“So much depends on the road conditions,” Neuville told the official WRC website. “We had a great couple of runs at the end when the road was quite clean. The snow was only patchy at that point and the road quite clean. I had good confidence and could try to drive hard and see the limits of the car.

“But it's not always the fastest driver who wins this rally, almost never in fact. We just need to be careful – especially during tomorrow's first day, which I expect will be very complicated. My objective remains to stay on the road and get the car all the way to Monaco."

That put the Belgian driver 2.6s clear of the Citroen of defending champion Sebastien Loeb and the first of the Qatar M-Sport WRT Fords in the hands of Evgeny Novikov.

Mikko Hirvonen's Citroen was fourth quickest with the two new Volkswagen Polos rounding out the top six; Jari-Matti Latvala going two tenths of a second faster than Sebastien Ogier.

“For our first run the stage was completely covered with packed snow. Not ice as such, but hard packed and very slippy,” Latvala said. “There were already a couple of tracks on the road where people had gone off ahead of me. Soon after I had a small moment myself when I stalled under braking and went straight on at a junction.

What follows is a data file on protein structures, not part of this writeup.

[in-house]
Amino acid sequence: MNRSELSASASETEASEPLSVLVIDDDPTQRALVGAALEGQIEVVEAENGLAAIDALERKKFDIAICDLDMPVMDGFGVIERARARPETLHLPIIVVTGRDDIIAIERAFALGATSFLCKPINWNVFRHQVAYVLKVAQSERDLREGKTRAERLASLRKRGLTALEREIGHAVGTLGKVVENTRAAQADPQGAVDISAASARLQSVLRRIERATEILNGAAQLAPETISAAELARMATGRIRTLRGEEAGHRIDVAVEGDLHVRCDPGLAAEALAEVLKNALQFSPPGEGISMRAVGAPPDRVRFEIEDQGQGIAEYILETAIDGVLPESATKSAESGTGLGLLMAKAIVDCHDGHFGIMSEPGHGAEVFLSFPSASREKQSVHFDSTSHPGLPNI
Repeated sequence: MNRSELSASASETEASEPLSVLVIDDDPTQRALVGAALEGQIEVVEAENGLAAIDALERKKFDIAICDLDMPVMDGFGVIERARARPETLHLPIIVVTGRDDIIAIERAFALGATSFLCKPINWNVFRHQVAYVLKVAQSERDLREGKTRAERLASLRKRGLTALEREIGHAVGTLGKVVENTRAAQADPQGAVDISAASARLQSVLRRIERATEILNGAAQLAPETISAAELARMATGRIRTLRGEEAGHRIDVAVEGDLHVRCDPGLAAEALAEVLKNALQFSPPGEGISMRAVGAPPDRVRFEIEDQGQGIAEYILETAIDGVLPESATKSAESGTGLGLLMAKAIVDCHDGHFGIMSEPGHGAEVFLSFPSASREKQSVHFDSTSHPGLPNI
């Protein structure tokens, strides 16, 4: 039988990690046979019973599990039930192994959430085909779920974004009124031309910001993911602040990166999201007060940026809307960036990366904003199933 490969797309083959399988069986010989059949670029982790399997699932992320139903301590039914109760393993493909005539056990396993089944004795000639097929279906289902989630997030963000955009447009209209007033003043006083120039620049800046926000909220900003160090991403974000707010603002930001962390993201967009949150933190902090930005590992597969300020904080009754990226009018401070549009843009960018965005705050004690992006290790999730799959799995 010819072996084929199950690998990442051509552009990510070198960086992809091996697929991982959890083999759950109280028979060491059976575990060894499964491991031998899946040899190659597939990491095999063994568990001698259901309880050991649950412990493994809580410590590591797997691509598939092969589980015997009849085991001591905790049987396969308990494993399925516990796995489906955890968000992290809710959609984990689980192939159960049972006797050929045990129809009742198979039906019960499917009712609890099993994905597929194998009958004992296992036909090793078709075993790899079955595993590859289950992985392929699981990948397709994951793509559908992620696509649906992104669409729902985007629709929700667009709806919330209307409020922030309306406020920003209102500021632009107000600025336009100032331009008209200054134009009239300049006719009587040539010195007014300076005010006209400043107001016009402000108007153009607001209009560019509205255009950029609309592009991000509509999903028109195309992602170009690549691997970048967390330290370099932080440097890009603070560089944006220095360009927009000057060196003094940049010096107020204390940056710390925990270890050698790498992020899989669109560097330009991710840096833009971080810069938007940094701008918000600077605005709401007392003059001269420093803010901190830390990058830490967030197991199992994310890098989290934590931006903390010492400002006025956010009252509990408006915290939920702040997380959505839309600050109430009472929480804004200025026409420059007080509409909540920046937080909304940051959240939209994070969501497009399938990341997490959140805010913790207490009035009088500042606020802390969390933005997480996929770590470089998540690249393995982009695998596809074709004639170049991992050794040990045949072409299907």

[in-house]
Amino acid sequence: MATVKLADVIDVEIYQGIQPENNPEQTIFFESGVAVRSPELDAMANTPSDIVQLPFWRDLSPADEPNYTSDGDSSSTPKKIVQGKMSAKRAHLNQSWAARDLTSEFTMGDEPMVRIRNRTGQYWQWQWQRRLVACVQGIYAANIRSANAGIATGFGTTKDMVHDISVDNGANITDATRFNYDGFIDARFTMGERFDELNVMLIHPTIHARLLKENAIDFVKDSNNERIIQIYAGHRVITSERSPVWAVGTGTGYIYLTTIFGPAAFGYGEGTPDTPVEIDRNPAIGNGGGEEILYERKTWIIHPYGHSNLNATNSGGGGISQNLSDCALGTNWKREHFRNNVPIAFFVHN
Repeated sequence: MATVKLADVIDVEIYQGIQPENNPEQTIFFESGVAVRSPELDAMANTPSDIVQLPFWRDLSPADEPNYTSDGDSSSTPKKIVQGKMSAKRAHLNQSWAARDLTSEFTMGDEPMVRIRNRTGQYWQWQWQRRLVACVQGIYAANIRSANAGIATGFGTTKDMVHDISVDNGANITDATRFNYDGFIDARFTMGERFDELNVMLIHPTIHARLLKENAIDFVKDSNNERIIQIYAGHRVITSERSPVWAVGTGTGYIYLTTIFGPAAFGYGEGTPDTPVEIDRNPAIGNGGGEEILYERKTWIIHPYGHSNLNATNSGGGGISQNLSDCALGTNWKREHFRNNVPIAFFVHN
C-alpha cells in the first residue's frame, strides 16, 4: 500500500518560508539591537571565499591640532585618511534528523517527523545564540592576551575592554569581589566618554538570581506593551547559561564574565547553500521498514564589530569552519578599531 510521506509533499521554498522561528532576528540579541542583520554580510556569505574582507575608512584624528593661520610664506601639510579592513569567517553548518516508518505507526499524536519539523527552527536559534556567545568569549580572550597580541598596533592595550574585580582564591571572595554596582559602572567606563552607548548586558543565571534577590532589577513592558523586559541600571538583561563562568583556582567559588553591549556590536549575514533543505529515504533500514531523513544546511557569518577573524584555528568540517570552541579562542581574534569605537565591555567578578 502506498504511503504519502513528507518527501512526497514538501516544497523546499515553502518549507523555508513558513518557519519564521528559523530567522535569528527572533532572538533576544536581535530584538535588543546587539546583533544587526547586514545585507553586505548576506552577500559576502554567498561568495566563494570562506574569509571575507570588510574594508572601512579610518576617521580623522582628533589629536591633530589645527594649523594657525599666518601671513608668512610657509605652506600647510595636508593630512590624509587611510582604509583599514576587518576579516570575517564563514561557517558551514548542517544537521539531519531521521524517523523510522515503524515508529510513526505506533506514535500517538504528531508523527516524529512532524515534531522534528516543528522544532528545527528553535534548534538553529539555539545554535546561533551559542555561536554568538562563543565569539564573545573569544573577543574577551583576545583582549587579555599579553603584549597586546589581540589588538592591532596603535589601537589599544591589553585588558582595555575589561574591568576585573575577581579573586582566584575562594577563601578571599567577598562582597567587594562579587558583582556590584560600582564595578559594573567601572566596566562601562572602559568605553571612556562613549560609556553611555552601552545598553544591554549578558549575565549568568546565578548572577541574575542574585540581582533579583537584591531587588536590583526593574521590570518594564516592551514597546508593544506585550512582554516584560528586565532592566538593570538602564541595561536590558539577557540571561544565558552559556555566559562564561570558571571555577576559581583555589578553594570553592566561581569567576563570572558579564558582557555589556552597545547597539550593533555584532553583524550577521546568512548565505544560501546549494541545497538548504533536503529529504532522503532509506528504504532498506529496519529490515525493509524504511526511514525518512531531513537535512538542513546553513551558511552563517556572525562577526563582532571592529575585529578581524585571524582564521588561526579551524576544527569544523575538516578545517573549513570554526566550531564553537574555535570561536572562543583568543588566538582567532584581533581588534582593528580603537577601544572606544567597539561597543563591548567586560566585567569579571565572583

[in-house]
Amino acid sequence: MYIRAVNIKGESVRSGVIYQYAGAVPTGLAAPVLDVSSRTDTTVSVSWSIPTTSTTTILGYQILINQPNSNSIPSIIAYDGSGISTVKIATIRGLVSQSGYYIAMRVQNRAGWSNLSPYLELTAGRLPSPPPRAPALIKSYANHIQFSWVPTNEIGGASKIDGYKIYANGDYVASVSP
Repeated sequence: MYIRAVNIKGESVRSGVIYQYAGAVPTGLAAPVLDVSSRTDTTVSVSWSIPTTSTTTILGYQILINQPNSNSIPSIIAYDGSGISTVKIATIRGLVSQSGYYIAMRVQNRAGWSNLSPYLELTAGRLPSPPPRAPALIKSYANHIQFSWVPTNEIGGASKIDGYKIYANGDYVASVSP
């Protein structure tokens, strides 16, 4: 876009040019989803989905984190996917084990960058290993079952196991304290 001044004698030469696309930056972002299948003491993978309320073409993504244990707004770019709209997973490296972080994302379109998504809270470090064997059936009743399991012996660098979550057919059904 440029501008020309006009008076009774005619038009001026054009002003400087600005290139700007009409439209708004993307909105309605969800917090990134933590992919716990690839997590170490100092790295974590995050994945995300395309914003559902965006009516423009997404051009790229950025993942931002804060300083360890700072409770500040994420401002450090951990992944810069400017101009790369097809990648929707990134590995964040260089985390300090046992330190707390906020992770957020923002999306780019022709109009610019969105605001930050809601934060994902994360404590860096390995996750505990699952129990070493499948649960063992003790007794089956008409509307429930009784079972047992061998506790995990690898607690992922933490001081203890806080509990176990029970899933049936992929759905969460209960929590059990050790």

“We started on the studded snow tyre option. On the corners it was fine, but under braking it's difficult because the slush blocks the tyre tread and we kept locking up. If the weather stays like this I'm expecting a very difficult Monte-Carlo.”

The event will get underway with the opening stage on Wednesday morning.

Rallye Automobile Monte Carlo: Shakedown times:

1. Thierry Neuville Qatar WRT Ford Fiesta RS WRC 2m 26.1s
2. Sebastien Loeb Citroen Total Abu Dhabi WRT DS3 WRC +2.6s M
3. Evgeny Novikov Qatar M-Sport WRT Ford Fiesta RS WRC +2.7s M
4. Mikko Hirvonen Citroen Total Abu Dhabi WRT DS3 WRC +3.3s M
5. Jari-Matti Latvala Volkswagen Motorsport Polo WRC +4.3s M
6. Sebastien Ogier Volkswagen Motorsport Polo WRC +4.5s M
7. Dani Sordo Abu Dhabi Citroen Total WRT DS3 WRC +5.7s
8. Mads Ostberg Qatar M-Sport WRT Ford Fiesta RS WRC +6.8s M
9. Tomas Kostka Skoda Fabia S2000 +11.3s
10. Sepp Wiegand Skoda Fabia S2000 +11.4s
11. Juho Hanninen Qatar WRT Ford Fiesta RS WRC +12.6s
12. Esapekka Lappi Skoda Fabia S2000 +14.2s
13. Julien Marin Ford Fiesta RS WRC +20.0s